One of the longest running paddock sagas finally reached its conclusion last week as Suzuki pulled out of MotoGP, with a stated intention of a 2014 return. In the words of Bob Dylan: "It's all over now, baby blue."

    Deadlines set, only to be moved back; uncertainty about the future of the factory team even at the very last race of the season. Alvaro Bautista's crash on the opening corner at Valencia might have been going out with a bang in the most literal interpretation of the phrase, but this was an exit through the back door for the Hamamatsu outfit.

    In my opinion, a sabbatical is almost

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  • Rosell return reignites female debate

    Elena Rosell gets another chance on the
    Aspar Moto2 bike this weekend at Aragon in Spain.

    It is a second opportunity after a disastrous
    debut appearance at Assen earlier this season - as a stand-in for Julian Simon -
    and will be a lower-key affair for both parties, although the Spaniard's latest
    appearance in the World Championship brings the subject of female riders back
    into the spotlight.

    The 25-year-old is not by any means the
    first female participant in grand prix racing, but Jorge Martinez's choice of
    substitute earlier this season raised eyebrows in the paddock. Decades spent
    covering

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  • Directionless Ducati development hurting Hayden

    If we learned anything at Motorland this weekend, it is that electricity can cut out at any moment.

    So, in the spirit of the 'Power's Gone GP', this blog will not use up any more wattage on describing Valentino Rossi's Ducati woes. The Italian's form has already blown quite enough fuses - as his helmet design at Misano illustrated.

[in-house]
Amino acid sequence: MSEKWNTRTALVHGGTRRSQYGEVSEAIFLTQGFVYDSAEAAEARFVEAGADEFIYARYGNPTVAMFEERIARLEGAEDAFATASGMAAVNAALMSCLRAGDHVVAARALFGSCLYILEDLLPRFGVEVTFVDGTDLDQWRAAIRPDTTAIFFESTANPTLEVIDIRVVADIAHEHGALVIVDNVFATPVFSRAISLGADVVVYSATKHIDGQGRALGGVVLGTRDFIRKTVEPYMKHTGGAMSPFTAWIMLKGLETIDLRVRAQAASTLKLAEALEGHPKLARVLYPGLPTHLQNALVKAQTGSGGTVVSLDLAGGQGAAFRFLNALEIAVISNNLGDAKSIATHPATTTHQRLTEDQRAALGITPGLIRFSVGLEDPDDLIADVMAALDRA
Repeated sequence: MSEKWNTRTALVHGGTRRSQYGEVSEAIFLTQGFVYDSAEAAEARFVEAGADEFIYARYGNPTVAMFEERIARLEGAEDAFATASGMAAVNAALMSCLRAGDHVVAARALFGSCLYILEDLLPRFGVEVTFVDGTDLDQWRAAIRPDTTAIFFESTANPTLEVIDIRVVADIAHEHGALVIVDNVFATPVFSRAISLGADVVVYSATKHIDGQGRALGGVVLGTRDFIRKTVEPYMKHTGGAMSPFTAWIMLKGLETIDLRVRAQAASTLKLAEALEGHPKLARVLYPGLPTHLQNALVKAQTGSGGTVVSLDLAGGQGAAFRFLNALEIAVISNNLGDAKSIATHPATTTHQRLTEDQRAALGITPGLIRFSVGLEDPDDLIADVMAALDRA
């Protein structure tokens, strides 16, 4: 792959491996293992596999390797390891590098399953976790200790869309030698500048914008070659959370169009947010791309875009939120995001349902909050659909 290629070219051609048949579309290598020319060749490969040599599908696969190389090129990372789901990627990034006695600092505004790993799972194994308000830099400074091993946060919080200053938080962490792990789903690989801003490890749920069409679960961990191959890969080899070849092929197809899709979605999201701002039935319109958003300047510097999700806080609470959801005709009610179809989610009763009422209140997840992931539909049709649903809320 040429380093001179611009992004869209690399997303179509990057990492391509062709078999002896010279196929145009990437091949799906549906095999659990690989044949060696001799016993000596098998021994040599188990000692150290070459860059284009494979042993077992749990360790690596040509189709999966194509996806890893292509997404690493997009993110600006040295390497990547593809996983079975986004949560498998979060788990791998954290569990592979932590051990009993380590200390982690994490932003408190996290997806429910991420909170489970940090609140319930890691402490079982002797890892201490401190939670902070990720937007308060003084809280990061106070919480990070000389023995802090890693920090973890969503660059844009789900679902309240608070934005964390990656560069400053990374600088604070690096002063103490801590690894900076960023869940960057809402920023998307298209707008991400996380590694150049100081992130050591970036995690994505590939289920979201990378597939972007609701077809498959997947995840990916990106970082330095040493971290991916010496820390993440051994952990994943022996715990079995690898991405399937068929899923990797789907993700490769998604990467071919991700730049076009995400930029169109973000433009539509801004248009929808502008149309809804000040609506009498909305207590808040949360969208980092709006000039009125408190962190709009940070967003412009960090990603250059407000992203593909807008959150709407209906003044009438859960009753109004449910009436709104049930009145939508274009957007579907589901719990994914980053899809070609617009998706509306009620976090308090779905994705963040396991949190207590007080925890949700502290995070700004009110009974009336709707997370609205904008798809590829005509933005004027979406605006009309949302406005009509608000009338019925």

Rossi's problems have everyone stumped... imagine, then, being part of the same team and given a Frankenstein's monster of a machine to test out, race and master against that backdrop. That is the situation of former world champion Nicky Hayden.

    The American

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  • Suzuki’s indecision threatens to undermine hard work

    In MotoGP,
    almost everything is decided in advance. A clear direction, a clear commitment
    and a clear idea put into practice are key components in an overtaking manoeuvre, a successful race
    strategy and an entire MotoGP season.

    Unfortunately for some, in the current economic
    climate long-term forward planning just isn't possible.

    This is the position in which Suzuki find
    themselves now, with uncertainty surrounding their plans for 2012. The season
    has just over a month to run, and the MotoGP team are waiting on word from Japan.

    MotoGP's off-seasons have consistently been winters
    of discontent

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  • Japan puts demons to bed

    Folklore and mythology are often as
    baffling as they are fascinating, yet at times they offer us an unparalleled
    insight into a country's culture and attitude.

    Japan has some of the most confusing
    examples of folk legends, but one was particularly apt this weekend as Motegi
    put some MotoGP demons to bed.

    Tsukumogami are Japanese spirits - everyday objects that come to life once they
    reach 100 years of age. They show personality and a friendly nature upon assuming
    their spirit form.

    Now, Motegi is just under 15 years old, but
    the track assumed a personality of its own during the most recent